Skip to content

Parks closes area to protect backcountry grizzly den

BANFF – A denning grizzly bear has forced the closure of a backcountry area near Bow Lake in Banff National Park.
Screen Shot 2019-04-04 at 9.42.11 AM

BANFF – A denning grizzly bear has forced the closure of a backcountry area near Bow Lake in Banff National Park.

The closure, which went into effect Monday (April 1), applies to the Hidden Bowl/Jimmy Junior Bowl area after a group of skiers came across a den on Sunday afternoon and spotted what they believed was a grizzly inside.

“They skied past a hole in the snow and thought they saw a bear … the face of a bear,” said Jon Stuart-Smith, a wildlife management specialist for Lake Louise, Yoho and Kootenay. “At that point, they backed off and chose another route around the area.”

The group skied out and called Parks Canada to report the incident. Parks Canada investigated and closed the area the following morning. It’s thought to be a grizzly based on the skiers’ description and den location.

Stuart-Smith said there are a number of bears that use this area, including a pair of juvenile grizzlies that are the offspring of bear 9301, believed to have died of natural causes in 2014.

“We don’t know anything about them in terms of their sex,” he said, noting it’s believed they’re about eight years old.

“It could be one of those bears, but it could also be another bear.”

In winter, grizzly bears spend several months in their dens in an energy-saving state of hibernation, which scientists suggest implies that any disturbance has the potential to have a large cost on the animal.

Research also suggests that there have been occasions when bears have abandoned their dens due to human activity, but Stuart-Smith said that is more of a concern in winter.

“At this point, that’s probably less likely because bears are naturally coming out of their dens,” he said.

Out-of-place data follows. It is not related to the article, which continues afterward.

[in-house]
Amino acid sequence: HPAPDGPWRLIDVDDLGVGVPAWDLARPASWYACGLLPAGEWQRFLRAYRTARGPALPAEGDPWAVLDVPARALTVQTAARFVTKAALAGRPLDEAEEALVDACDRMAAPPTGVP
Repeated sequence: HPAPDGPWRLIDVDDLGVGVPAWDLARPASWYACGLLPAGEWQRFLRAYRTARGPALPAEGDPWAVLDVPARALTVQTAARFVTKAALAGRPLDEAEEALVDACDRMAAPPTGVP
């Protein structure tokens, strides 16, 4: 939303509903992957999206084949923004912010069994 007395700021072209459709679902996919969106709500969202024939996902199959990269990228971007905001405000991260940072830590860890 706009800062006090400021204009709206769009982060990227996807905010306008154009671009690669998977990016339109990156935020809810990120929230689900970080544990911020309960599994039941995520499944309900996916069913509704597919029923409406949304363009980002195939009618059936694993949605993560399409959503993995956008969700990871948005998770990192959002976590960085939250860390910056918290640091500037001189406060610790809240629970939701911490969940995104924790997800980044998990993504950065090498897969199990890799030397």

“But if someone were to stumble across a den and disturb a bear, it could feel quite threatened by human presence as it was coming out of the den. Thankfully, in this case, the bear didn’t come out of its den.”

Grizzly bear No. 122, a large, dominant male also known as The Boss, was the first bear to emerge from his den in the Bow Valley. Female bears, especially with cubs, emerge later in spring.

“If this bear is female with cubs, she could stick around this den area for another month or so before she disperses,” said Stuart-Smith, noting it’s possible the closure could be in place until May, perhaps early June if that’s the case.

Anyone caught in the closed area could face charges. The maximum penalty in court is $25,000.

In February, a close encounter between a denning grizzly and a group of backcountry skiers prompted the closure of an area of Kananaskis Country to prevent more people disturbing the bear.

The skiers reported a bear came out of the den and came within about one metre of them as they inadvertently skied by the den in the Sarrail Creek drainage below Mount Foch in Peter Lougheed Provincial Park.

In November 2015, a famed Scottish climber had a lucky escape after being attacked by a grizzly bear defending its den high on the slopes of Mount Wilson in Banff National Park. Greg Boswell, considered one of the most talented climbers of his generation, was climbing with Britain’s Nick Bullock when the bear attacked him directly above steep cliffs about 2,200 metres up on the 3,261-metre mountain.

Residents and visitors are reminded to carry bear spray and know how to use, travel in groups, make lots of noise and keep dogs on a leash.

In Kananaskis, please report all bear sightings to 403-591-7755. The number to call in Banff is 403-762-1470.

“It’s that time to take all the regular precautions for travelling in bear country,” said Stuart-Smith.